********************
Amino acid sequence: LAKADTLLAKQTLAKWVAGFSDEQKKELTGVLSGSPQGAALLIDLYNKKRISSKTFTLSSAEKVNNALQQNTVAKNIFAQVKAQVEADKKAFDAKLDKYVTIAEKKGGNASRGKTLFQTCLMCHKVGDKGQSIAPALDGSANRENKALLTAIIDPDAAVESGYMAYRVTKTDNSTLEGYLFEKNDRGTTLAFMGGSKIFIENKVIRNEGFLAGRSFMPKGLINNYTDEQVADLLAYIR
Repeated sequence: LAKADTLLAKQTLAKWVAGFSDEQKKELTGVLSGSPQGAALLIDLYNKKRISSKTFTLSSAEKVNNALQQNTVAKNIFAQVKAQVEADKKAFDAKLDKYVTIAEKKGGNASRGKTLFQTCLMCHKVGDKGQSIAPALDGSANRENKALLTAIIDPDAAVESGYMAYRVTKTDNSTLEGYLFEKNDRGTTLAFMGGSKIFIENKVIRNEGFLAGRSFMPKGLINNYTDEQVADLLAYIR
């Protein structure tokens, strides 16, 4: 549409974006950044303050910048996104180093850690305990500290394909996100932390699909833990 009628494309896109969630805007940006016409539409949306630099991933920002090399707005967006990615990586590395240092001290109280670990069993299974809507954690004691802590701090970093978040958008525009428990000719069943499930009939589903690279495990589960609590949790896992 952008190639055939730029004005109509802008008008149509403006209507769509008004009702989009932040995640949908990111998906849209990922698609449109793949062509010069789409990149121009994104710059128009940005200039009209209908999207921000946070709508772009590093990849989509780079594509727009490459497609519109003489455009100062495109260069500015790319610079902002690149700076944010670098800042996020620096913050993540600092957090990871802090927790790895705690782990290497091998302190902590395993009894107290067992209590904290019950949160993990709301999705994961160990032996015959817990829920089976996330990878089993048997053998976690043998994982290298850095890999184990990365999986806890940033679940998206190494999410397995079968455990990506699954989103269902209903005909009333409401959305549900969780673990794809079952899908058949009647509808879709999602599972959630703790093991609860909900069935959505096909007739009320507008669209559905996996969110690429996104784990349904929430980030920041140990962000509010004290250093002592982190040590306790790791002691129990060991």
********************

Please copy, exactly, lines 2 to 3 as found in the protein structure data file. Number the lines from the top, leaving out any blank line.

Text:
Repeated sequence: LAKADTLLAKQTLAKWVAGFSDEQKKELTGVLSGSPQGAALLIDLYNKKRISSKTFTLSSAEKVNNALQQNTVAKNIFAQVKAQVEADKKAFDAKLDKYVTIAEKKGGNASRGKTLFQTCLMCHKVGDKGQSIAPALDGSANRENKALLTAIIDPDAAVESGYMAYRVTKTDNSTLEGYLFEKNDRGTTLAFMGGSKIFIENKVIRNEGFLAGRSFMPKGLINNYTDEQVADLLAYIR
């Protein structure tokens, strides 16, 4: 549409974006950044303050910048996104180093850690305990500290394909996100932390699909833990 009628494309896109969630805007940006016409539409949306630099991933920002090399707005967006990615990586590395240092001290109280670990069993299974809507954690004691802590701090970093978040958008525009428990000719069943499930009939589903690279495990589960609590949790896992 952008190639055939730029004005109509802008008008149509403006209507769509008004009702989009932040995640949908990111998906849209990922698609449109793949062509010069789409990149121009994104710059128009940005200039009209209908999207921000946070709508772009590093990849989509780079594509727009490459497609519109003489455009100062495109260069500015790319610079902002690149700076944010670098800042996020620096913050993540600092957090990871802090927790790895705690782990290497091998302190902590395993009894107290067992209590904290019950949160993990709301999705994961160990032996015959817990829920089976996330990878089993048997053998976690043998994982290298850095890999184990990365999986806890940033679940998206190494999410397995079968455990990506699954989103269902209903005909009333409401959305549900969780673990794809079952899908058949009647509808879709999602599972959630703790093991609860909900069935959505096909007739009320507008669209559905996996969110690429996104784990349904929430980030920041140990962000509010004290250093002592982190040590306790790791002691129990060991």